Boaters play key role in preventing spread of aquatic invasive speciesThe Minnesota Department of Natural Resources (DNR) is urging boaters to take more responsibility in stopping the spread of aquatic invasive species.
The Minnesota Department of Natural Resources (DNR) is urging boaters to take more responsibility in stopping the spread of aquatic invasive species.
"In the past our boating recreation messages were largely safety oriented, which is still important, but more than ever preventing the spread of aquatic invasive species has become a top DNR priority," said Col. Jim Konrad, DNR Enforcement Division director. "We are urging boaters to take extra care when launching and loading watercraft to stop the spread of harmful aquatic invasive species in Minnesota's waterways."
Minnesota's water resources are threatened by numerous aquatic invasive species such as zebra mussels, Eurasian watermilfoil and spiny waterfleas. These species could be easily spread within the state if citizens, businesses and visitors don't take responsible steps to contain them.
"Overland transport of boats, motors, trailers and other watercraft poses the greatest risk for spreading aquatic invasive species and by taking some simple precautions citizens can minimize the risk," said Konrad.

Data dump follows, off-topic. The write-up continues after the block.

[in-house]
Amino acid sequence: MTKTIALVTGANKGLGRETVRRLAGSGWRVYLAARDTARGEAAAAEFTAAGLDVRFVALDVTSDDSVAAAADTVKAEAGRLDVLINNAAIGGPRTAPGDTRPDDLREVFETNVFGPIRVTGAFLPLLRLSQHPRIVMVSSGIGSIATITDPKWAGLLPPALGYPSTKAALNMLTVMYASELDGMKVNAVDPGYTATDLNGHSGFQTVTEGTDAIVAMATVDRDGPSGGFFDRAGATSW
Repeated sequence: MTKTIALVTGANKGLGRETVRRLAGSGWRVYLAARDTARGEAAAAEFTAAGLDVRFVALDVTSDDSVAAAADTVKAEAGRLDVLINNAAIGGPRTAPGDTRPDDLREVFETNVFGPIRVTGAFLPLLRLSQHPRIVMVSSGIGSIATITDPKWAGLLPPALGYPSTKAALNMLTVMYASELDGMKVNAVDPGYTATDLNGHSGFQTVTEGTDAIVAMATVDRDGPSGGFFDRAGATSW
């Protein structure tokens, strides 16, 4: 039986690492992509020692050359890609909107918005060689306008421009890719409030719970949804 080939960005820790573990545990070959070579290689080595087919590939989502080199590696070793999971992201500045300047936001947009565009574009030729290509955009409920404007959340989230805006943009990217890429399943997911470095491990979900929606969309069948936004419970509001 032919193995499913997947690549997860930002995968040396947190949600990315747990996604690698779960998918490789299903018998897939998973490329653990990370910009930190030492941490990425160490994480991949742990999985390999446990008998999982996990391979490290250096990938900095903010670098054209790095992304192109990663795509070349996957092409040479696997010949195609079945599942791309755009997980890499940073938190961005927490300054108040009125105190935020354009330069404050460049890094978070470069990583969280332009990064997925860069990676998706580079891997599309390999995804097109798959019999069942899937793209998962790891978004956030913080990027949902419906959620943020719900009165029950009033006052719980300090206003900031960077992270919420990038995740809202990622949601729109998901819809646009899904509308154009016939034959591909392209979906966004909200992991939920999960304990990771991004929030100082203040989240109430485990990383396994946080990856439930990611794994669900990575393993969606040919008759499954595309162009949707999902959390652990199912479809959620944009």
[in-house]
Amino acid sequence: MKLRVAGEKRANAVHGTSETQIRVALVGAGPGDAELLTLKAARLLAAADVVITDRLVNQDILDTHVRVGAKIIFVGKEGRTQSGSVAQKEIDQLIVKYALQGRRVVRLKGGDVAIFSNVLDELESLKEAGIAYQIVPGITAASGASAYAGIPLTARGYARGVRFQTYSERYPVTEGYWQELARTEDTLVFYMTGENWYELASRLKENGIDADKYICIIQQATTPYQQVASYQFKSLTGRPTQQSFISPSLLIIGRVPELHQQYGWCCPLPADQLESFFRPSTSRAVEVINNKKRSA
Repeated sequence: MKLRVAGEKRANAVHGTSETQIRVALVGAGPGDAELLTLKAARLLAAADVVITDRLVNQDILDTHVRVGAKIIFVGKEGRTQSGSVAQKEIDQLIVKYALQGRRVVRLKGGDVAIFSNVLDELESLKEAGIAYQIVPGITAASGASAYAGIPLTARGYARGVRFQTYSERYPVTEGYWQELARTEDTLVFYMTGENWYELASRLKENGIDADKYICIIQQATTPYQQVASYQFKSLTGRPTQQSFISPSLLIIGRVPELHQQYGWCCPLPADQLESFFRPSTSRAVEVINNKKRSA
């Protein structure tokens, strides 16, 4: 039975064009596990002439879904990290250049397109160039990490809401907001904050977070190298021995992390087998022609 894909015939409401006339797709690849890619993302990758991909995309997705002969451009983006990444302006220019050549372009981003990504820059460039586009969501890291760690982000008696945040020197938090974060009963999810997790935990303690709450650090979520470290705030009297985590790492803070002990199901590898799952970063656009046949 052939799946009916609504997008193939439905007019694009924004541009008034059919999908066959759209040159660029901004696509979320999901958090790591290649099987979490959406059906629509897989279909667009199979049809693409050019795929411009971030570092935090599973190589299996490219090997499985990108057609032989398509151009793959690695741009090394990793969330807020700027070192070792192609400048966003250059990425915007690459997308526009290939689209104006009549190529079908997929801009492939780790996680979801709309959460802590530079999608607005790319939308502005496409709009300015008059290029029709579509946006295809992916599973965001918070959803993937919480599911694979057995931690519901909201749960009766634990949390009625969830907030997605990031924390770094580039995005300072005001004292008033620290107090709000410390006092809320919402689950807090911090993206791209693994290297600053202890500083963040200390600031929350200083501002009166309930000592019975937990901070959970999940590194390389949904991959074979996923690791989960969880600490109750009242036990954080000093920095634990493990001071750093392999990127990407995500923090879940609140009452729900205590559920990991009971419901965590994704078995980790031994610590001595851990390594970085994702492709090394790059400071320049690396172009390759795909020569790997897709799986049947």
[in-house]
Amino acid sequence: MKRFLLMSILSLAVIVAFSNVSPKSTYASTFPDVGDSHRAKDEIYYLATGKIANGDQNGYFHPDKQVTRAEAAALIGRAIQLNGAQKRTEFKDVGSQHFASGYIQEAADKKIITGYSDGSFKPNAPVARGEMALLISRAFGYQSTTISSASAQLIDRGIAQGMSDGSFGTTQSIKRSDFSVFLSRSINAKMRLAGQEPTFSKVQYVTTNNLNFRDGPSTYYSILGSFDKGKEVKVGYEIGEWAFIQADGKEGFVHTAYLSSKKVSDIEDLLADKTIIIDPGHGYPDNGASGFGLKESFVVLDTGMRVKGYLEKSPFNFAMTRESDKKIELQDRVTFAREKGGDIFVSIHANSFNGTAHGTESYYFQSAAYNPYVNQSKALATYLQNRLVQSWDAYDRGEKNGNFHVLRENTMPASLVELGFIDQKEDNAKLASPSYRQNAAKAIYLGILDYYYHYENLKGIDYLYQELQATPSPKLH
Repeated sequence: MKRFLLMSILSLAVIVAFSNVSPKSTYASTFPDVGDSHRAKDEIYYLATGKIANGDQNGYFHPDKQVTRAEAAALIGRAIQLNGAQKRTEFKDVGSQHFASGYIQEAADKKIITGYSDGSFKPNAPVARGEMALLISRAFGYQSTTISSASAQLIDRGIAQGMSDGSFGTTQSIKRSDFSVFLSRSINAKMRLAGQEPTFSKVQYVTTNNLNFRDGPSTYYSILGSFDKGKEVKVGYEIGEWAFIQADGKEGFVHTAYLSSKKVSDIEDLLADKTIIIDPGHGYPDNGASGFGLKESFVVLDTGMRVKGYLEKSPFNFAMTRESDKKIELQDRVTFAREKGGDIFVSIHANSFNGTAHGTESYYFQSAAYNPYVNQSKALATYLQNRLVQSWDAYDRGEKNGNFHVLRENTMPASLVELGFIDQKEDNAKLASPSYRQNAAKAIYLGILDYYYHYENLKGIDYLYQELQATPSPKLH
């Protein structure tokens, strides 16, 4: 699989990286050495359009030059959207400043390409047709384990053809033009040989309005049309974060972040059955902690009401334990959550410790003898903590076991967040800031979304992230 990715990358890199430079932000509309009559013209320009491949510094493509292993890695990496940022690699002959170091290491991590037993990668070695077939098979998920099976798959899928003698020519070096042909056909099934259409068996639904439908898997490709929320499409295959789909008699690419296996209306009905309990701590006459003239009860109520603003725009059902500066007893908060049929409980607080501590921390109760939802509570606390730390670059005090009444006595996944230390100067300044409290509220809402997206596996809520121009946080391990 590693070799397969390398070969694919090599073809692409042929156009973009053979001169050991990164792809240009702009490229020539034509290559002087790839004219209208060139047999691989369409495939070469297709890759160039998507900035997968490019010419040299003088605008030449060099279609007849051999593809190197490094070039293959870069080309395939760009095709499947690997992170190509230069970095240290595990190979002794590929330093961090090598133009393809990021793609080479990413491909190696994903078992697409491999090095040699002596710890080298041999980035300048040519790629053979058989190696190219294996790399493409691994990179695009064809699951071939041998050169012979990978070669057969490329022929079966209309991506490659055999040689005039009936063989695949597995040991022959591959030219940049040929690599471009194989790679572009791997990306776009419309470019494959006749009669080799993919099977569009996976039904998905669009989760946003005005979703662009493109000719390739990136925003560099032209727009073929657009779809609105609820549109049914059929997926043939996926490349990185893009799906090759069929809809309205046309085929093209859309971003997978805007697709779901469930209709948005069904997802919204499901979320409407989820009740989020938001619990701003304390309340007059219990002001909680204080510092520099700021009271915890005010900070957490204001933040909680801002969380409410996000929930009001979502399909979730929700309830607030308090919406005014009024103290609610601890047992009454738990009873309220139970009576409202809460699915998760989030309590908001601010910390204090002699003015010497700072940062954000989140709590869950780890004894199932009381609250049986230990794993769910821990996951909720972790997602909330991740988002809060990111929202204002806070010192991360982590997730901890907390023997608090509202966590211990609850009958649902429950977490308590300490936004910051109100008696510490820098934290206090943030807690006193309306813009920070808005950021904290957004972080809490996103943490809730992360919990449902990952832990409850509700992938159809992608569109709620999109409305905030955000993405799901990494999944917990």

To help prevent the spread of aquatic invasive species, boaters are required by law to:
Clean visible aquatic plants, zebra mussels and other prohibited species off of watercraft, trailers and equipment before leaving any water access.
Drain water from the boats bilge, livewell, motor, ballast tanks and portable bait containers before leaving any water access or shoreline property.
Keep drain plug out and water draining devices open while transporting watercraft.
Minnesota law prohibits the possession or transport of any aquatic invasive species in Minnesota. Conservation officers and other qualified peace officers may stop, inspect and, if necessary, detain watercraft upon a "reasonable belief" that aquatic invasive species are present.
"We are asking boaters to take personal responsibility and develop a routine before and when leaving a waterway to help reduce the spread of aquatic invasive species," Konrad said. "Remember, these are your lakes, and once they are infested, they are infested. There's no ready cure. There's no turning back. Hold yourself accountable as the first line of defense in the battle against aquatic invasive species."
For more information on aquatic invasive species and how to prevent their spread, visit www.mndnr.gov/invasives.